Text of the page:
Why do we want to connect people?

We are known for not avoiding working in conflict zones. We initiated several projects in occupied territories where, for example, we train Israelis and Palestinian youth in telling their stories in order to initiate or improve the dialogue between the two groups. In the Netherlands (and beyond) we also organise annual storytelling workshops for young people in conflict situations and we work on cohesion in different neighbourhoods.

In the above projects, people are in situations where our help is urgently needed. But because we want the change to be lasting, we also use our storytelling workshops as a preventative measure to encourage diversity, so that fewer conflicts take place than before.

We do this by connecting young people and the elderly, by allowing people from different cultures to listen to each other and by using a bottom-up approach to change making.

How does storytelling contribute to connection?

Although stories about the other are certainly used to spread fear, it is a fact that sharing stories with each other leads to connection. ‘The enemy is the one whose story you don’t know,’ said Gene Knudsen Hoffman years ago and she was right. In doing so, she underlines the importance of sharing stories and listening to each other, certainly in a society characterised by diversity and differences (and sometimes even tensions).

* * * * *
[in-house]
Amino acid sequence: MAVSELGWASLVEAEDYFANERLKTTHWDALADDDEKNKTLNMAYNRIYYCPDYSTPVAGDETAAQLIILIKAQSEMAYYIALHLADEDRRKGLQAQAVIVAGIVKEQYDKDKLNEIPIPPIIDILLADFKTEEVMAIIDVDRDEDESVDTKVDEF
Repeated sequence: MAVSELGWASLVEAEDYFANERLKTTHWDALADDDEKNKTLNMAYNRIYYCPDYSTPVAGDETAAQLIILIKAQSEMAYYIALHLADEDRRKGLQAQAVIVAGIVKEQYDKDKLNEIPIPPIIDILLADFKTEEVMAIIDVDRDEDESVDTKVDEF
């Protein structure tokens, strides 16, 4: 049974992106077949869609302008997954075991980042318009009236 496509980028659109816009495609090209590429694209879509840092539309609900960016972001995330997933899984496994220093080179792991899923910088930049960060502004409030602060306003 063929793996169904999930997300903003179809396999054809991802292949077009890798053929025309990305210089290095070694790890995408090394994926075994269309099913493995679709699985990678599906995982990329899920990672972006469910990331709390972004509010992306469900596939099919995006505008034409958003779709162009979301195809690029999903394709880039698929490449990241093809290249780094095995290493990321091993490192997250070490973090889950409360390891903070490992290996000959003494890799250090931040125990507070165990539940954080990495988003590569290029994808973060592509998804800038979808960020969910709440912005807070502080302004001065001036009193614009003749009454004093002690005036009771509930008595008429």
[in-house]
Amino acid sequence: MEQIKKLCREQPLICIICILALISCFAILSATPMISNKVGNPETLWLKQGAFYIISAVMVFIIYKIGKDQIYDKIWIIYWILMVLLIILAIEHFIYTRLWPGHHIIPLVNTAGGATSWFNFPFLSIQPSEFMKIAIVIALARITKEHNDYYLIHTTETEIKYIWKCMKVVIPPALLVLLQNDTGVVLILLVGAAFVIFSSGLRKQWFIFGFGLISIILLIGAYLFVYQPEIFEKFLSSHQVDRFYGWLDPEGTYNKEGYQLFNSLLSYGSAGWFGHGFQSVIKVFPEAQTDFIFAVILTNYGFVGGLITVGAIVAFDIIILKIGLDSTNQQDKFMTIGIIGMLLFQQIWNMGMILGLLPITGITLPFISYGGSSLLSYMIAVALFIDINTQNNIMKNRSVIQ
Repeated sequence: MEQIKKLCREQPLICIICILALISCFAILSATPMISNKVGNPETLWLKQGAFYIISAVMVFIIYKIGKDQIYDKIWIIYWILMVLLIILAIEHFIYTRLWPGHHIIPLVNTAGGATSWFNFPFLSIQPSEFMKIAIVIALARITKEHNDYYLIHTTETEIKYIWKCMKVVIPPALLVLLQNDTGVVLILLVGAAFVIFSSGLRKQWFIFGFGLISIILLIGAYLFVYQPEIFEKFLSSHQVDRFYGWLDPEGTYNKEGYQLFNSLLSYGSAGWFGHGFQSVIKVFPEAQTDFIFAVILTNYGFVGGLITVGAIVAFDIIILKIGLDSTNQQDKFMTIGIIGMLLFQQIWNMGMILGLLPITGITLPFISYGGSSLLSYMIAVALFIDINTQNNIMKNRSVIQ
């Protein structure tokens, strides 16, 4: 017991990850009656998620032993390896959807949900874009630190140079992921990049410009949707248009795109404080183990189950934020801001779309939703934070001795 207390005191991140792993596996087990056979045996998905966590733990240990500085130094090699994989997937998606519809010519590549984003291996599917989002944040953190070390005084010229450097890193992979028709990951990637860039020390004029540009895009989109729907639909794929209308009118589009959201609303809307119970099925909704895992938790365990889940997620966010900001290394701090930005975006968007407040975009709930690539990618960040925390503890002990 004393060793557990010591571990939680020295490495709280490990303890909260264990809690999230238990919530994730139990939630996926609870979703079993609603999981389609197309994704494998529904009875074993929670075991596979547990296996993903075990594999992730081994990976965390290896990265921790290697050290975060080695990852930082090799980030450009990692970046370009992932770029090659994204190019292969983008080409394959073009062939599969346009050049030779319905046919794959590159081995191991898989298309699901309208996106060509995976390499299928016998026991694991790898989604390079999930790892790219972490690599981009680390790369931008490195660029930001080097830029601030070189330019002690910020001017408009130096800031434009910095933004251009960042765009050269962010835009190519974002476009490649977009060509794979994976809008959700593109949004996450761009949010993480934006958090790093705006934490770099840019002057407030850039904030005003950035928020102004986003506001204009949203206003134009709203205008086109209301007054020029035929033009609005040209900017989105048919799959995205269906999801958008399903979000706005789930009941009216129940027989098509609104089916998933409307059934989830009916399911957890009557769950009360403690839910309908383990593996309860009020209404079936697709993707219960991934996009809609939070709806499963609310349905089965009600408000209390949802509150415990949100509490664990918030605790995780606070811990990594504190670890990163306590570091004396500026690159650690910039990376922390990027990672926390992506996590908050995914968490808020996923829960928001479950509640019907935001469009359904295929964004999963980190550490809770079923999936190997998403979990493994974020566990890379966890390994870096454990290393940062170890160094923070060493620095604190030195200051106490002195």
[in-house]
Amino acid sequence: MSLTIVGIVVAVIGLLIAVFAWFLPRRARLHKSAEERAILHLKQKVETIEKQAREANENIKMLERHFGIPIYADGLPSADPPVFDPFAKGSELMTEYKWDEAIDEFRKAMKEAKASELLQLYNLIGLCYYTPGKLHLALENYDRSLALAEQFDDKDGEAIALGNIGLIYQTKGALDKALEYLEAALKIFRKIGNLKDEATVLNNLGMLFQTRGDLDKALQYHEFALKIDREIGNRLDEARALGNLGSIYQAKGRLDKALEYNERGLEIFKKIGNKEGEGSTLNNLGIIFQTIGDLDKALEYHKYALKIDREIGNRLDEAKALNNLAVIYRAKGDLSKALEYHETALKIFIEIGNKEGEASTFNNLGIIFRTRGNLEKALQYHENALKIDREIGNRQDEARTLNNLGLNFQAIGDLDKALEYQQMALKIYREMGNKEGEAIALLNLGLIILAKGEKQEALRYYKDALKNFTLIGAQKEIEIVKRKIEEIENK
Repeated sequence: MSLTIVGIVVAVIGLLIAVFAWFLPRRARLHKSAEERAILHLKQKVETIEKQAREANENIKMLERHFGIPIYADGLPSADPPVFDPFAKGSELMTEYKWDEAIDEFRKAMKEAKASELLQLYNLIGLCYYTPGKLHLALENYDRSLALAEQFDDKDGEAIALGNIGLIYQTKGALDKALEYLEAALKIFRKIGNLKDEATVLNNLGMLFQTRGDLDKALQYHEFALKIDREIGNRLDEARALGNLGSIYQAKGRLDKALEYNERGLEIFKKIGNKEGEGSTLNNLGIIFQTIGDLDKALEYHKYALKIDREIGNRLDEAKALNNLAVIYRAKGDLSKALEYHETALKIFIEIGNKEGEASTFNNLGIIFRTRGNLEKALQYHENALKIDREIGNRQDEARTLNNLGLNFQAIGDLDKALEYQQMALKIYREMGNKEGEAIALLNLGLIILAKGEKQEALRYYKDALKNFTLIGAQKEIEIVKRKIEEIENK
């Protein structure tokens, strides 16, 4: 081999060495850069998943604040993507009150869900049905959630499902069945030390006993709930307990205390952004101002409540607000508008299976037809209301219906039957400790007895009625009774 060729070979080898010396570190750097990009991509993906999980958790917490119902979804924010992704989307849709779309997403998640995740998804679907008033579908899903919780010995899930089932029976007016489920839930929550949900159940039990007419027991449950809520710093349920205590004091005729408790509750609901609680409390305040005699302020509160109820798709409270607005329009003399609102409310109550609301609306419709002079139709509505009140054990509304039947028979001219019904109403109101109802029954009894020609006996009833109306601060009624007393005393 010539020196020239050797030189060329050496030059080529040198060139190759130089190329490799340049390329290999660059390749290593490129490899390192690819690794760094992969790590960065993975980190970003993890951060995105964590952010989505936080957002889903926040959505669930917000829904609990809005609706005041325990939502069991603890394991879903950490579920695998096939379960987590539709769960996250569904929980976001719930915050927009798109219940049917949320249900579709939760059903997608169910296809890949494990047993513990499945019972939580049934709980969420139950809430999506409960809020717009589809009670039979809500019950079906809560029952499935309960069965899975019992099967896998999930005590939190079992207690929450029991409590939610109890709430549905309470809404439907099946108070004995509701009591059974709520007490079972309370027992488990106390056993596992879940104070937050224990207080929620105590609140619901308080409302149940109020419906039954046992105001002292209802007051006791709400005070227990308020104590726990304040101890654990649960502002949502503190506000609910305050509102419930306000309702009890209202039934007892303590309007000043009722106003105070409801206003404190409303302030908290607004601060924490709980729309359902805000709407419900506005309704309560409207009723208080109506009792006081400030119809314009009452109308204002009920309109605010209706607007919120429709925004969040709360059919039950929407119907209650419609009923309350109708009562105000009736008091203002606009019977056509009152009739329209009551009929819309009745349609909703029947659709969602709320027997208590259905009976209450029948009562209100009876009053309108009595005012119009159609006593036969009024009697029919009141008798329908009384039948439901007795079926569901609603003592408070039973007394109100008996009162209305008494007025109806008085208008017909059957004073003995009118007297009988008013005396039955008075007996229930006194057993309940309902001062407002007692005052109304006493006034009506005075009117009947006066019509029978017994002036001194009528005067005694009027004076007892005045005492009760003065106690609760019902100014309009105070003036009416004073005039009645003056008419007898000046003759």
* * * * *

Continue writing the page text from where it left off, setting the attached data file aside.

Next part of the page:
We therefore mainly work in groups, with the aim of creating mutual understanding. Wherever we go, we also train participants in our method. So that they continue to use storytelling for connection in their immediate environment.

This introduction to connection is just a small example of how storytelling contributes to connecting people. Check our blog posts about connection for more information about how storytelling can close generation and culture gaps and create change makers.

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